Computer Science Colloquium

Modular Static Analysis with Sets and Relations

Victor Kuncak
MIT

May 1, 2006 11:45 A.M.
Room 1302 Warren Weaver Hall
251 Mercer Street
New York, NY 10012-1185

Directions: http://cs.nyu.edu/csweb/Location/directions.html
Colloquium Information: http://cs.nyu.edu/csweb/Calendar/colloquium/index.html

Hosts:

Clark Barrettbarrett@cs.nyu.edu, (212) 998-3105

Abstract

We present a new approach for statically analyzing data structure consistency properties. Our approach is based on specifying interfaces of data structures using abstract sets and relations. This enables our system to independently verify that

1) each data structure satisfies internal consistency properties and each data structure operation conforms to its interface;

2) the application uses each data structure interface correctly, and maintains the desired global consistency properties that cut across multiple data structures.

Our system verifies these properties by combining static analyses, constraint solving algorithms, and theorem provers, promising an unprecedented combination of precision and scalability. The combination of different techniques is possible because all system components use a common specification language based on sets and relations.

In the context of our system, we developed new algorithms for computing loop invariants, new techniques for reasoning about sets and their sizes, and new approaches for extending the applicability of existing reasoning techniques. We successfully used our system to verify data structure consistency properties of examples based on computer games, web servers, and numerical simulations. We have verified implementations and uses of data structures such as linked lists with back pointers and iterators, trees with parent pointers, two-level skip lists, array-based data structures, as well as combinations of these data structures. This talk presents our experience in developing the system and using the system to build verified software.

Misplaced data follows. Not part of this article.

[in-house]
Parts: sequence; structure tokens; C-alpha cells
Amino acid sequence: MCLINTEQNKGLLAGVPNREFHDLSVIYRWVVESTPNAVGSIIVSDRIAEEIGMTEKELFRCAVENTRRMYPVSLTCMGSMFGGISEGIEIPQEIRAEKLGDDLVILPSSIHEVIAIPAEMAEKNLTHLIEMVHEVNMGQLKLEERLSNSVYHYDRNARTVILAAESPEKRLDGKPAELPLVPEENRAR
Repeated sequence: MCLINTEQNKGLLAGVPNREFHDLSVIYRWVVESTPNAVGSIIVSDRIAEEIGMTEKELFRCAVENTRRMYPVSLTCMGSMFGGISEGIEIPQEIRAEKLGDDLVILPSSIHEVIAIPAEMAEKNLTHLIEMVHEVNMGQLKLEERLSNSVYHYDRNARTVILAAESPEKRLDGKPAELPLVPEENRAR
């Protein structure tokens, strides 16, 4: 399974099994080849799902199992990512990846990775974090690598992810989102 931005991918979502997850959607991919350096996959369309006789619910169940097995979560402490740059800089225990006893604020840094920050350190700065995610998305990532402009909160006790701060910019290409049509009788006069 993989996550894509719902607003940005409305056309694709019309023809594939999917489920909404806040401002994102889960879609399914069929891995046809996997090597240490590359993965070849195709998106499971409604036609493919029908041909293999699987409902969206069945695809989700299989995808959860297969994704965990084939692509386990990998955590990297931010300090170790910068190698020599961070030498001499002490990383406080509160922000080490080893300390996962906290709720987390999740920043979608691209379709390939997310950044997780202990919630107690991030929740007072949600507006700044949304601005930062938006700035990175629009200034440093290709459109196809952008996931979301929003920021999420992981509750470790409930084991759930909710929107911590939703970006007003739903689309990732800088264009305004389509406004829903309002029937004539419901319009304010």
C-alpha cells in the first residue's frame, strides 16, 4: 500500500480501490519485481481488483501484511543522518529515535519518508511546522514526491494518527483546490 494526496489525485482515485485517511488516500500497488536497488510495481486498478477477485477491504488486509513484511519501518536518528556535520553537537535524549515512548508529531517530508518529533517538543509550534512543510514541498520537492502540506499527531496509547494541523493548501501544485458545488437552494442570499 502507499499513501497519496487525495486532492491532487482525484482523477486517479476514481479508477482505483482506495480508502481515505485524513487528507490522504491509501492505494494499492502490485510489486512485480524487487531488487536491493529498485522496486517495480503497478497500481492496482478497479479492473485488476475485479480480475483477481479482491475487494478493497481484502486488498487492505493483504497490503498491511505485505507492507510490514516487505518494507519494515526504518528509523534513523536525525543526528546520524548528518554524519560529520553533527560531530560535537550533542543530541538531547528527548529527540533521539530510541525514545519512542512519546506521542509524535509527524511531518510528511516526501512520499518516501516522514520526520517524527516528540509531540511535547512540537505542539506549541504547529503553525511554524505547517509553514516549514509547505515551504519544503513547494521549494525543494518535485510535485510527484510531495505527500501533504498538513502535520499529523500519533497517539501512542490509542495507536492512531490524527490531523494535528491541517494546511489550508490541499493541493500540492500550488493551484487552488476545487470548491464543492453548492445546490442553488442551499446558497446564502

Bio

Viktor Kuncak is a Ph.D. candidate in the MIT Computer Science and Artificial Intelligence Lab. His interests include program analysis and verification, software engineering, programming languages and compilers, and formal methods.


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